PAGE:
A 93-year-old guy spinning a hula hoop to the music of a local string band was ample evidence of librarians’ assertion that libraries offer more than books nowadays.
That was the scene Sunday at the La Crosse Public Library’s “Music on a Sunday Afternoon” free concert series. The local string band, Prairie Smoke, was introduced by Kelly Krieg-Sigman, library director, who noted, in a voice strong enough to shake the stacks, that the concert coincided with the first day of National Library Week, which the library was celebrating with a week-long “hoo-ha.”
As the band began to play “Nail That Catfish to a Tree,” Don Denny rose from his seat in the front row and went to fetch his hula hoops — two of them, in fact, with colors that glowed as he began spinning them in time to the lively music.
After the tune was finished and Denny settled in his seat, guitar-player Tom Walter remarked that Denny, a fan of the band, had started hula hooping at age 87 and was now, how old? Denny said 93. Walter wryly observed that hula hooping was the way to a long life.
Ah, the things that you can learn during a visit to the library.
I’m sure the library’s week-long hoo-ha that included tours, lectures, guided walks, food and more music brought enjoyment to lots of people.
But, I thought as we enjoyed the music, for me the library is still about its gift of books that allow one to travel through time and space to experience, for example, Winston Churchill’s anxieties as World War II began. The book is Churchill & Orwell; the Fight for Freedom” by Thomas E. Ricks. Or “At the Strangers’ Gate,” Adam Gopnik’s tales of how he and his wife began their life together in New York City. That’s how I’m celebrating library week.
I’ll admit to a bit of nostalgia for the serene quiet, and even the occasional scowl from the librarian when a voice rose above a whisper at the Carnegie Library in Albert Lea, Minnesota. When I hear the scrape of a wooden chair against a wood floor, I am transported there. But the chairs in all our modern libraries are much more confortable. So much for nostalgia.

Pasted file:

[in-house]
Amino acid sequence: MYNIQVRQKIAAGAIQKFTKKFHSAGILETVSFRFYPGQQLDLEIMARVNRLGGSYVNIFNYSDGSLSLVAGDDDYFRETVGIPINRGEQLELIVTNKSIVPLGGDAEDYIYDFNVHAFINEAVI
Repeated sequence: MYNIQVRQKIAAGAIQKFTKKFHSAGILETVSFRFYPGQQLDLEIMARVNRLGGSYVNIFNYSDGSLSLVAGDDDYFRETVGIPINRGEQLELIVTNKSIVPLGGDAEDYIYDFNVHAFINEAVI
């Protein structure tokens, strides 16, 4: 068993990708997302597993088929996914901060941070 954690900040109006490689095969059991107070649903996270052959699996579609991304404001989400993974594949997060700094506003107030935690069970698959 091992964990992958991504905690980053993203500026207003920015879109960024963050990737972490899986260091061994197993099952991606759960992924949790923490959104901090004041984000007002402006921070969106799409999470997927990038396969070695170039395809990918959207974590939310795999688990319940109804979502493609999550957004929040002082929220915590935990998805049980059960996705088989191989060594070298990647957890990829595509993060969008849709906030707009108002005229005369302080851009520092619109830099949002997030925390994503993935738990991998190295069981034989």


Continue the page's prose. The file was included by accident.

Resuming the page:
The efforts of modern libraries to better engage their communities go way beyond concerts and movie nights, according to the American Library Association (ALA).
For example, Georgia Highlands College Library has a lending program for drones at each of its four campuses. Drones can be checked out by all students and faculty and, according to the ALA, there is a big demand.
Other examples in the ALA’s ilovelibraries.org/transform website:
San Jose Public Library created a Virtual Privacy Lab that allowed patrons to build a “customized privacy toolkit” to protect themselves online.
Sacramento library patrons voted on what items they would like to have available for borrowing and the most popular items, such as a sewing machine, are now available for lending at the library.
Many of the transformation efforts cited by the ALA are evident in the programming celebrated this week by the La Crosse Public Library such as the programs in education and entertainment for an aging population — a population that was in the majority of the concert last Sunday.
The library week celebration concludes with programs starting at 9 a.m. Saturday at all the city libraries. See the library website for details at lacrosselibrary.org.
A trolley will carry patrons among the main library downtown and the branches. And from 3-5 p.m. Wisconsin Public Television’s Inga Witscher, host of Around the Farm Table, will give a cooking demonstration at the main library.
And on Sunday at 1:30 p.m., the main library will offer another free concert, this one by Under Paris Skies with Ron Reimer on accordion, Steven Meger on guitar, and Larry Dalton playing the upright bass. They play euro swing and gypsy jazz. Maybe there will be hula hoops. Probably not.